Use this URL to cite or link to this record in EThOS: http://ethos.bl.uk/OrderDetails.do?uin=uk.bl.ethos.675280
Title: Numerical weather prediction for high-impact weather in a changing climate : assimilation of dynamical information from satellite imagery
Author: Wakeling, Matthew N.
ISNI:       0000 0004 5370 9048
Awarding Body: University of Surrey
Current Institution: University of Surrey
Date of Award: 2015
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Abstract:
Operational weather prediction systems do not currently make full use of infra-red satellite observations that are affected by the presence of cloud. Observations that are affected by cloud are routinely discarded during pre-processing. This is because cloud causes large, unpredictable, and nonlinear changes in the observed radiances, and obscures the atmosphere underneath from view. This disrupts the finely-balanced calculations used to convert small changes in observed radiance into temperature and humidity profiles of the atmosphere. Areas that contain cloud are likely to be meteorologically interesting, so where information on the state of the atmosphere is most desired, it is also in shortest supply. This thesis explores the possibility of using the large changes over time of cloud-affected infra-red satellite observations to calculate the vertical component of wind. In order to explore the mathematical and practical issues of assimilating data from cloudy radiances, a study has been performed using an idealised single column atmospheric model developed for this purpose. The model simulates cloud development in an atmosphere with vertical motion and the effects on simulated infra-red satellite observations. An empirical method and a variational data assimilation system have been developed to process sequences of observations over a six hour time with the goal of calculating vertical velocity. These two methods combined allow vertical velocity to be determined with an RMS error of approximately 0.8 cm/s in 80% of cases. The system is capable of detecting the remaining cases where there is insufficient information in the observations to constrain vertical velocity. This result is the first step in the long term goal of using cloud-affected satellite imagery more effectively in operational weather prediction systems. The ability to use these observations in this way would improve the forecasting of severe weather events, helping to protect lives and property from loss or damage.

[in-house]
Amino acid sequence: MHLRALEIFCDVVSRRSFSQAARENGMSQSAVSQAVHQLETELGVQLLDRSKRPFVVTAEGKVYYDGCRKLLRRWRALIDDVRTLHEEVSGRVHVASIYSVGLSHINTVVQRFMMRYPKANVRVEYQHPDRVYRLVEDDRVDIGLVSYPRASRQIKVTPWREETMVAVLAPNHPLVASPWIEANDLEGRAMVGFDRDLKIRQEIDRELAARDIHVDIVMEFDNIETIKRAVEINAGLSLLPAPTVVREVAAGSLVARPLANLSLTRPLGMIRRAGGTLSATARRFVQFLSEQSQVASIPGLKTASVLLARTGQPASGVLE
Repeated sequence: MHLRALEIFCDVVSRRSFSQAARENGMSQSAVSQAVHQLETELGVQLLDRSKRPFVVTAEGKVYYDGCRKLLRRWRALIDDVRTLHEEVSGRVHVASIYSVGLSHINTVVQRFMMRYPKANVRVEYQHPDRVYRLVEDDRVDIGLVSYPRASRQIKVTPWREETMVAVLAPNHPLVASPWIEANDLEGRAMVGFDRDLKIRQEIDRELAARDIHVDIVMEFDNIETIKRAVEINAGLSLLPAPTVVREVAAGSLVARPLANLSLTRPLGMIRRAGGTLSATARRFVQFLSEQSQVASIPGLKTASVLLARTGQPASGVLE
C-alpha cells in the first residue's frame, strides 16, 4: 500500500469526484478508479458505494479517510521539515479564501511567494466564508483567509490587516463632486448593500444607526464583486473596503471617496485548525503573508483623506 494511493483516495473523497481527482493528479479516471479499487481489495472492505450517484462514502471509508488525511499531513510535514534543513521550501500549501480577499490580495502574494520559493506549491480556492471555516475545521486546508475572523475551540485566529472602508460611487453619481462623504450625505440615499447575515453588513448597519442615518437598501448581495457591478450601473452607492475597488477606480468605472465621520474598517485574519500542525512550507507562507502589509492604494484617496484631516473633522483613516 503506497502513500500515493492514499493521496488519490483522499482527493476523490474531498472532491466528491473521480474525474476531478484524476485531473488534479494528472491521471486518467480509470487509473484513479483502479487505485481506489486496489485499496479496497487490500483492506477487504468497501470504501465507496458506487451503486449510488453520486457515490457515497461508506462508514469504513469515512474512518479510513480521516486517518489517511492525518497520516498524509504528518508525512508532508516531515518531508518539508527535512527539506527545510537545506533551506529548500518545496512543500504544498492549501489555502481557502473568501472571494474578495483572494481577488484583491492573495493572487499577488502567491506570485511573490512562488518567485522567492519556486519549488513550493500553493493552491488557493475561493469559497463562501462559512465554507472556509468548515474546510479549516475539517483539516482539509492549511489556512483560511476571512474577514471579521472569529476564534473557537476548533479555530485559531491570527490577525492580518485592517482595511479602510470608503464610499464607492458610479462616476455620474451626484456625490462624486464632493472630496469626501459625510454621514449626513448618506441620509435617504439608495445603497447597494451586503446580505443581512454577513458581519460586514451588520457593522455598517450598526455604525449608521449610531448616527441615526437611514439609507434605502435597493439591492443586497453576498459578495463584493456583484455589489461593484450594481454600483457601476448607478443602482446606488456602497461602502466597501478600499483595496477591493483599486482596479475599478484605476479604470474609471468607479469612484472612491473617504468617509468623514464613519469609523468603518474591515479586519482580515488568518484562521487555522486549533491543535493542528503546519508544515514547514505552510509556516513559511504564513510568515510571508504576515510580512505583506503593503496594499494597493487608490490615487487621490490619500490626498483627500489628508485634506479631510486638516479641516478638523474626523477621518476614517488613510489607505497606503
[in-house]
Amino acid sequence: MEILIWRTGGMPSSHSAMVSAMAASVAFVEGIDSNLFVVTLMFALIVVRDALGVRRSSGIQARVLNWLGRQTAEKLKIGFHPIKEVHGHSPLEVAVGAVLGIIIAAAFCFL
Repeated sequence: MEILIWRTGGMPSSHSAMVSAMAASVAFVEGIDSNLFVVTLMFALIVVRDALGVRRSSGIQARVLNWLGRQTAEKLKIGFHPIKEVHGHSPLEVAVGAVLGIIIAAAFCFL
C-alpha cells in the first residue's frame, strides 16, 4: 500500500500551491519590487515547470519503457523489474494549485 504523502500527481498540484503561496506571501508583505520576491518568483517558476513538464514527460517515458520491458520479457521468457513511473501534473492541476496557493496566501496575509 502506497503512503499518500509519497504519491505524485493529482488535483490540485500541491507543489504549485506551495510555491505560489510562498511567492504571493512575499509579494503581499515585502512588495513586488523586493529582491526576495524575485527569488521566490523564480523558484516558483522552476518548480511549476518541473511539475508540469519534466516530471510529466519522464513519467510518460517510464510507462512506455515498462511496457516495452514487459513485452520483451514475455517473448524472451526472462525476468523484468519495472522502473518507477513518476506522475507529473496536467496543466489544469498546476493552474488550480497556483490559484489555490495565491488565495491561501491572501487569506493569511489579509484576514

Supervisor: Eyre, John ; Hughes, Sue ; Roulstone, Ian Sponsor: EPSRC
Qualification Name: Thesis (Eng.D.) Qualification Level: Doctoral
EThOS ID: uk.bl.ethos.675280  DOI: Not available
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